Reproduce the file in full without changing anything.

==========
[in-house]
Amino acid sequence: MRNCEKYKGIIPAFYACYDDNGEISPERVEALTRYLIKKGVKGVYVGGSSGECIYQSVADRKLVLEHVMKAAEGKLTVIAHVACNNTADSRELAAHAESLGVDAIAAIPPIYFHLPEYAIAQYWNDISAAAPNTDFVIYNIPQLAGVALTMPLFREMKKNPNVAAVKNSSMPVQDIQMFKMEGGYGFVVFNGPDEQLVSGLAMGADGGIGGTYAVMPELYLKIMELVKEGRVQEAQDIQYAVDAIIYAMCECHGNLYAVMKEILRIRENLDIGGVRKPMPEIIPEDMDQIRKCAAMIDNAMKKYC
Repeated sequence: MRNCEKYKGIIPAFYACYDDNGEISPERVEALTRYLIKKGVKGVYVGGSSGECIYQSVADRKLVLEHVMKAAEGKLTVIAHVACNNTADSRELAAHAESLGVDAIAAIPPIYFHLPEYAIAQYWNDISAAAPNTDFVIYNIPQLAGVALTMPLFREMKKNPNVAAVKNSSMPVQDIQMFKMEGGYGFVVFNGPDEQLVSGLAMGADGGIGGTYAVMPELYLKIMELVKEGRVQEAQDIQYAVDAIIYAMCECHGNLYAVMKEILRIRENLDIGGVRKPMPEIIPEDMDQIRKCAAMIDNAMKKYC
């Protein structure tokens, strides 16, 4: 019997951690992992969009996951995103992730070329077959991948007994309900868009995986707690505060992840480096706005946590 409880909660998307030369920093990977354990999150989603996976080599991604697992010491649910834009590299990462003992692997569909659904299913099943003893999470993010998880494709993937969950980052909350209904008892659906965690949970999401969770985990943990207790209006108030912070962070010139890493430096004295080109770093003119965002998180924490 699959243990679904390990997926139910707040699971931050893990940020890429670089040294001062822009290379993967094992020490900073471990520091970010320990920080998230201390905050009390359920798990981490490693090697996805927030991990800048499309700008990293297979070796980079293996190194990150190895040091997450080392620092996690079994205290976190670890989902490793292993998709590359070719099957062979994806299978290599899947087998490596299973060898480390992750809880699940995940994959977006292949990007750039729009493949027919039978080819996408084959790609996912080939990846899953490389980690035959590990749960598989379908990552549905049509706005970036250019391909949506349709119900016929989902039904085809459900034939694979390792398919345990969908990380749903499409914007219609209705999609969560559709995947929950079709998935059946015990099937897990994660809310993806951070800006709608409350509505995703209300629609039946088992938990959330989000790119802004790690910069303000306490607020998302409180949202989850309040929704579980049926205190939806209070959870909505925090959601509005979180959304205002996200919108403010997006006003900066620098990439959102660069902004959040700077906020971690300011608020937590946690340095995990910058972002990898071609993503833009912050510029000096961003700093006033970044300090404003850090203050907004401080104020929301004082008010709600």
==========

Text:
[in-house]
Amino acid sequence: MRNCEKYKGIIPAFYACYDDNGEISPERVEALTRYLIKKGVKGVYVGGSSGECIYQSVADRKLVLEHVMKAAEGKLTVIAHVACNNTADSRELAAHAESLGVDAIAAIPPIYFHLPEYAIAQYWNDISAAAPNTDFVIYNIPQLAGVALTMPLFREMKKNPNVAAVKNSSMPVQDIQMFKMEGGYGFVVFNGPDEQLVSGLAMGADGGIGGTYAVMPELYLKIMELVKEGRVQEAQDIQYAVDAIIYAMCECHGNLYAVMKEILRIRENLDIGGVRKPMPEIIPEDMDQIRKCAAMIDNAMKKYC
Repeated sequence: MRNCEKYKGIIPAFYACYDDNGEISPERVEALTRYLIKKGVKGVYVGGSSGECIYQSVADRKLVLEHVMKAAEGKLTVIAHVACNNTADSRELAAHAESLGVDAIAAIPPIYFHLPEYAIAQYWNDISAAAPNTDFVIYNIPQLAGVALTMPLFREMKKNPNVAAVKNSSMPVQDIQMFKMEGGYGFVVFNGPDEQLVSGLAMGADGGIGGTYAVMPELYLKIMELVKEGRVQEAQDIQYAVDAIIYAMCECHGNLYAVMKEILRIRENLDIGGVRKPMPEIIPEDMDQIRKCAAMIDNAMKKYC
């Protein structure tokens, strides 16, 4: 019997951690992992969009996951995103992730070329077959991948007994309900868009995986707690505060992840480096706005946590 409880909660998307030369920093990977354990999150989603996976080599991604697992010491649910834009590299990462003992692997569909659904299913099943003893999470993010998880494709993937969950980052909350209904008892659906965690949970999401969770985990943990207790209006108030912070962070010139890493430096004295080109770093003119965002998180924490 699959243990679904390990997926139910707040699971931050893990940020890429670089040294001062822009290379993967094992020490900073471990520091970010320990920080998230201390905050009390359920798990981490490693090697996805927030991990800048499309700008990293297979070796980079293996190194990150190895040091997450080392620092996690079994205290976190670890989902490793292993998709590359070719099957062979994806299978290599899947087998490596299973060898480390992750809880699940995940994959977006292949990007750039729009493949027919039978080819996408084959790609996912080939990846899953490389980690035959590990749960598989379908990552549905049509706005970036250019391909949506349709119900016929989902039904085809459900034939694979390792398919345990969908990380749903499409914007219609209705999609969560559709995947929950079709998935059946015990099937897990994660809310993806951070800006709608409350509505995703209300629609039946088992938990959330989000790119802004790690910069303000306490607020998302409180949202989850309040929704579980049926205190939806209070959870909505925090959601509005979180959304205002996200919108403010997006006003900066620098990439959102660069902004959040700077906020971690300011608020937590946690340095995990910058972002990898071609993503833009912050510029000096961003700093006033970044300090404003850090203050907004401080104020929301004082008010709600």